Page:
Clancy Yeates

Clancy Yeates

Clancy Yeates reports on banking and finance and is a former Canberra business correspondent.

INSIGHT

Debt policy? Better wait than never

Clancy Yeates No one likes missing out, but getting caught on the wrong side of a downturn would be worse.

INSIGHT

Consumers fear getting fingers burnt, again

Cold hard cash: You have got money looking for a safe haven, who are you going to call? Your bank or a real estate agent according to a recent survey.

Clancy Yeates Property and banks are seen as safe. One is, the other less so. But which is it?

INSIGHT

RBA keeps the brakes on - or does it?

Clancy Yeates Rates are getting better if you are in debt, but less favourable for people with savings in the bank.

INSIGHT

Big banks no longer the leaders

Dimmed: the big four banks are facing fresh headwinds.

Clancy Yeates Over the past four months or so, the banks have lagged the broader market. What's going on?

INSIGHT

Tougher times ahead for self-managed funds

Changing conditions: The strategy employed by many SMSFs may face a challenging future.

Clancy Yeates When the global financial crisis savaged retirement savings in 2008, many self-managed super funds escaped the devastation better than other super funds.

INSIGHT

Investors hit by slower rent rises

Bricks and mortar: Investors need to remember the property market is cyclical.

Clancy Yeates There are growing signs that conditions are becoming less favourable for property investors.

INSIGHT

Guess what - the rich get the breaks

Future gazing: It is unlikely top-end tax breaks on super can last forever.

Clancy Yeates The web of tax breaks in our super system are unlikely to survive in their current form, because they are so generous to people who least need government help.

INSIGHT

How long will this cheap money last?

Caption

Clancy Yeates It would be extremely unusual for rates to remain at these levels for five years.

INSIGHT

After mining boom, who'll grab the baton?

New horizon: The winding down of the mining boom will mean a softer economy if other areas don't pick up the slack.

Clancy Yeates Other industries such as construction and services could pick up the slack - but it's a big hole to fill.

INSIGHT

Insight: Financial inequality

Luxury: the top one per cent have enjoyed a rise in income.

Clancy Yeates A growing gap in incomes is bad for the economy.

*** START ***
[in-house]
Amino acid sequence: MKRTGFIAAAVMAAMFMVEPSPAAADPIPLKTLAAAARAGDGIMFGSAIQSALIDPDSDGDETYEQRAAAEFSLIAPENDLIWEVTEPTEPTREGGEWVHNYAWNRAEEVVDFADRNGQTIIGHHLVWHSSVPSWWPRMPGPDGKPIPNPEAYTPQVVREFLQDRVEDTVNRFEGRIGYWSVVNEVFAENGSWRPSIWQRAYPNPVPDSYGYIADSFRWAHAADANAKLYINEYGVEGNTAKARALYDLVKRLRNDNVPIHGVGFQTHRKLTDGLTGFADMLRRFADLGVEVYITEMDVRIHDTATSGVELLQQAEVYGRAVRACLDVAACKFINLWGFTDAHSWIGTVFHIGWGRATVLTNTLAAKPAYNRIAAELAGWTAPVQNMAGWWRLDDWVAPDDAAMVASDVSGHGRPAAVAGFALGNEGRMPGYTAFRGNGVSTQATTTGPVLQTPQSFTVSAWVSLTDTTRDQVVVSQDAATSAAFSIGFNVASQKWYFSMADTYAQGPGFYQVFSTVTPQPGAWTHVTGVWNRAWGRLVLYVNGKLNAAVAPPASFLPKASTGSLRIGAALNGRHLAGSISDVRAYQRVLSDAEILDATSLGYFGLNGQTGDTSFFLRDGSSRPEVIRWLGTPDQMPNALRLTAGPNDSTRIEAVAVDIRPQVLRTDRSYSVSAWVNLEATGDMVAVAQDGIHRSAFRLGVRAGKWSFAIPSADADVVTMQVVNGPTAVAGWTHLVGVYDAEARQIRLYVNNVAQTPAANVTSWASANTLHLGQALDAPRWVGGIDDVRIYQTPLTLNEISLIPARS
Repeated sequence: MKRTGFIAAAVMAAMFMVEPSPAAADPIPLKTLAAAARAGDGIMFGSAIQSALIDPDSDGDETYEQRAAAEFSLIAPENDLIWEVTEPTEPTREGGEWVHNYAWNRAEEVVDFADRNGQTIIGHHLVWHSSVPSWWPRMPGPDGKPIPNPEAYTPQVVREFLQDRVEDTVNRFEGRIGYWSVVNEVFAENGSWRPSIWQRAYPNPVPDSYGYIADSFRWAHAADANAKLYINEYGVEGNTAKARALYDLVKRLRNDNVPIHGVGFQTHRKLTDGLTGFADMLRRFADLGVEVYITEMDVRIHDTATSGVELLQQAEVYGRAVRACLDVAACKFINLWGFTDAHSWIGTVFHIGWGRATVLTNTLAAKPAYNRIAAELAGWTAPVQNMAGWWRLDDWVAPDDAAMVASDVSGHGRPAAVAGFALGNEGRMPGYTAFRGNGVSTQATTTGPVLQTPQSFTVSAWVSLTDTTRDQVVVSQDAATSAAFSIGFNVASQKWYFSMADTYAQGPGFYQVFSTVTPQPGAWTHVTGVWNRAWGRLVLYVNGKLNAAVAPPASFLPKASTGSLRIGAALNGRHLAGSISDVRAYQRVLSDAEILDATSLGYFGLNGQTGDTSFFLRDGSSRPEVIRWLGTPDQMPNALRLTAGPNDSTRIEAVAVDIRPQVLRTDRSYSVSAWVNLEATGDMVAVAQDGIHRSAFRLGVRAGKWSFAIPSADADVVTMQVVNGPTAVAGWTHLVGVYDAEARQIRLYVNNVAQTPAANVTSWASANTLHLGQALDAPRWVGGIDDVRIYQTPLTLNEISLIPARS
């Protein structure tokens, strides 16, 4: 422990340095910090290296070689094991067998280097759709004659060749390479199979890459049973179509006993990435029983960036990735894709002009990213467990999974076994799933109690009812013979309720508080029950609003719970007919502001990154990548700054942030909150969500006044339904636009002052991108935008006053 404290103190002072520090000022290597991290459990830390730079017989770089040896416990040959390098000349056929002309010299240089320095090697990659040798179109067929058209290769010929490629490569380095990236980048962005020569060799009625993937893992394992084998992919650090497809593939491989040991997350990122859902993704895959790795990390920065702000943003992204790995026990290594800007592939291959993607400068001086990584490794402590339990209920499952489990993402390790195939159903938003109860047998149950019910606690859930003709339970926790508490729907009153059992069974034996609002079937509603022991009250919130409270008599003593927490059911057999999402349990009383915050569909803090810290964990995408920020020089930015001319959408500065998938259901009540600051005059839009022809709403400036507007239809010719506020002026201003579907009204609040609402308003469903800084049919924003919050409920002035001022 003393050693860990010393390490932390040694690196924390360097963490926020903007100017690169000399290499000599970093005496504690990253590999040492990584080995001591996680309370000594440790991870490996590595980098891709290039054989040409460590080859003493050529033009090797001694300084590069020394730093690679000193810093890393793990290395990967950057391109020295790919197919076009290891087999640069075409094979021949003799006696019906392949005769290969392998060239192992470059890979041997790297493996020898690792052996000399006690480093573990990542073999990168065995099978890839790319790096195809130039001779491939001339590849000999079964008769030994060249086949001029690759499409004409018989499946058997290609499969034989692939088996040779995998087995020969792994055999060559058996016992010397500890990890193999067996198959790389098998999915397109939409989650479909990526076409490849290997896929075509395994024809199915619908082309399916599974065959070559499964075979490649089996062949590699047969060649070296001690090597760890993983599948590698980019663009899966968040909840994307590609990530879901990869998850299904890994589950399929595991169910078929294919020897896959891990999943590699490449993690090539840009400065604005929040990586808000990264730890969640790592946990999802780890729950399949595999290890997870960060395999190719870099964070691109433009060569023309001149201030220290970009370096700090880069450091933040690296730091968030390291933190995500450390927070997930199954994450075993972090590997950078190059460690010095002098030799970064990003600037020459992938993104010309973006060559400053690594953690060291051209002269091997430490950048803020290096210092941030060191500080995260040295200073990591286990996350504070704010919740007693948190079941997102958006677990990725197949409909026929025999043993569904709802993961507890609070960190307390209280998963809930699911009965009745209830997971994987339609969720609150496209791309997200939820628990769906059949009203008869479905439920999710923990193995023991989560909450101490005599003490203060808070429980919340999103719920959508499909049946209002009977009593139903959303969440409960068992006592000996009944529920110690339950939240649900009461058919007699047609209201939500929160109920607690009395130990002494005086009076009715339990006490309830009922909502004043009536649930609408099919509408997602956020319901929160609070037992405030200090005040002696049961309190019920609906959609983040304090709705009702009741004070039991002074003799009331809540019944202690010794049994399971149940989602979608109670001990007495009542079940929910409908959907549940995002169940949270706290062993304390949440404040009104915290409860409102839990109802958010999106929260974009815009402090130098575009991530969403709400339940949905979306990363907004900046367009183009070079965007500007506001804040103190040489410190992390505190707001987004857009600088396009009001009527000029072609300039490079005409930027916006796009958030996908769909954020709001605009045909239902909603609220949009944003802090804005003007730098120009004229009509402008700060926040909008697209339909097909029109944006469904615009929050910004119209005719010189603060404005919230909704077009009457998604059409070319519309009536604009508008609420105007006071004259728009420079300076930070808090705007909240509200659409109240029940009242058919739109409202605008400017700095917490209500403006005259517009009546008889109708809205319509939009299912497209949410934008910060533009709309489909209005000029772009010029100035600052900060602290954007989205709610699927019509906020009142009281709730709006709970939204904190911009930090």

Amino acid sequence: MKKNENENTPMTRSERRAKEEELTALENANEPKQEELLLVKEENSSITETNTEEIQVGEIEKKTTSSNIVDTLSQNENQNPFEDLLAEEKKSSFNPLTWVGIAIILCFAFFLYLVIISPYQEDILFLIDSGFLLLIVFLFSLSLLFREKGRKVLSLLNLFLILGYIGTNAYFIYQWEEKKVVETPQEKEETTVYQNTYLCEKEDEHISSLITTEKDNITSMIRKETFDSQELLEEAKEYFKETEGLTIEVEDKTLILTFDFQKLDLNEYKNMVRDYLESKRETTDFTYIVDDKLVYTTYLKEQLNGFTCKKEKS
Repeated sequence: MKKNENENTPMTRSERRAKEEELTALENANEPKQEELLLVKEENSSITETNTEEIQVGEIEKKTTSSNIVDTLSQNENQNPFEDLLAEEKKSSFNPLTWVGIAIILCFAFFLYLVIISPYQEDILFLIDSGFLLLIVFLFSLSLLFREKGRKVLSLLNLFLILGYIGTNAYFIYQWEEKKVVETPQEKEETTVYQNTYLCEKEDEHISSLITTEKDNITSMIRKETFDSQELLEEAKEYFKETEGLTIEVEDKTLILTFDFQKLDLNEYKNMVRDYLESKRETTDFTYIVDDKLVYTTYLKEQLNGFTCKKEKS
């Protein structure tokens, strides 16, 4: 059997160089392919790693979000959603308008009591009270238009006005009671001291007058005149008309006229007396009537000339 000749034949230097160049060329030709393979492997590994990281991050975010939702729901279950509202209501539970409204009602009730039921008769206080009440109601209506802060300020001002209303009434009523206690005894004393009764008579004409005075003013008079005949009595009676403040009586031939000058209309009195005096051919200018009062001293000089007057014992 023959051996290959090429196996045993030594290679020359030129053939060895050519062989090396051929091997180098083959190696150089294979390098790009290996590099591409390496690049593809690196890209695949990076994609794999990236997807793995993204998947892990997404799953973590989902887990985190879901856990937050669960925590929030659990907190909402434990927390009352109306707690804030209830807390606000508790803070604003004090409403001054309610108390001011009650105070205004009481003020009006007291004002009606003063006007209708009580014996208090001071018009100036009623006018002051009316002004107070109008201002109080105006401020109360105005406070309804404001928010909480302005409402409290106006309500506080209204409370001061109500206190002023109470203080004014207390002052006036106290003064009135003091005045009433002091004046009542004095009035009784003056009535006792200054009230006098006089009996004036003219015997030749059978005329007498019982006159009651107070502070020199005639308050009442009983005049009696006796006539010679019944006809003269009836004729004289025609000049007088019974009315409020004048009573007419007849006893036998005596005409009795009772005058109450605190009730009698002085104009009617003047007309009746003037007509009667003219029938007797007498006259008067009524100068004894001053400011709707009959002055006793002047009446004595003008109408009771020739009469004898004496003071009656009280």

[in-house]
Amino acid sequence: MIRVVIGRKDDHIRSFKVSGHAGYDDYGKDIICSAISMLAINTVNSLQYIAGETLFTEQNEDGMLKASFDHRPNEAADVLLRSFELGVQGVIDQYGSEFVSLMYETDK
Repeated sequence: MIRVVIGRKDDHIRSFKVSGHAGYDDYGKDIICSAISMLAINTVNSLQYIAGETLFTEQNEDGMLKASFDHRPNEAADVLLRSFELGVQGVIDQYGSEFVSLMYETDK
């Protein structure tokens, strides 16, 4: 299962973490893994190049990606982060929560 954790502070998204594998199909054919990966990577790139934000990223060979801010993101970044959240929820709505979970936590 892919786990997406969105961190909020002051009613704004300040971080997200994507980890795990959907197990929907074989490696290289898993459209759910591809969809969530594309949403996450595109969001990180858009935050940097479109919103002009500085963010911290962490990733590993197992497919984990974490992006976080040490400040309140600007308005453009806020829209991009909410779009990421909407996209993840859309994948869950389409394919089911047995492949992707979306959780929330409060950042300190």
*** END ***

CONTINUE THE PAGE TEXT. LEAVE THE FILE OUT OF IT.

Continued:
INSIGHT

Cheaper power? Maybe not

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Clancy Yeates Casual observers of politics might have formed the impression the carbon price is the main reason energy prices have surged in recent years.

INSIGHT

Low interest rates likely to keep high-yielding shares in favour

Clancy Yeates Low interest rates have put a rocket under share prices this financial year. The search for yield is likely to continue in 2014-15.

INSIGHT

Insurers are getting away with gouging

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Clancy Yeates Don't automatically pay your annual bill. Shop around for a better deal and start with your present insurer.

INSIGHT

Households' wealth all tied up in banks' fortunes

Clancy Yeates Bank bashing may be a favourite sport for many, but households have never had such a large portion of their wealth tied up in the industry.

BORROWING

Banks bet on more credit card debt

More the merrier: Banks enticing cardholders with sweetners.

Clancy Yeates Lenders are pulling out all sorts of tricks to boost spending on credit cards. But watch out for the inevitable catch.

INVESTMENT PROPERTY

Rising rates threaten negative gearing party

The number of debt-laden landlords is growing.

Clancy Yeates As the typical house price rises, so does the number of debt-laden landlords.

INSIGHT

The wallets are opening

Clancy Yeates With such an intense focus on who's lost what, it's easy to forget that much of the economy is actually getting stronger.

INSIGHT

Household debt climbing, but we can take it

Household debt.

Clancy Yeates Australian households have a well-deserved reputation for taking on large amounts of debt - and recent numbers show why.

INSIGHT

Fees have big impact on savings

Clancy Yeates What's the difference between a fee of 1 per cent and 1.5 per cent? Plenty.

INSIGHT

Huff and puff won't push up rates

rates

Clancy Yeates Borrowers can relax - there's not much chance of a rate rise any time soon.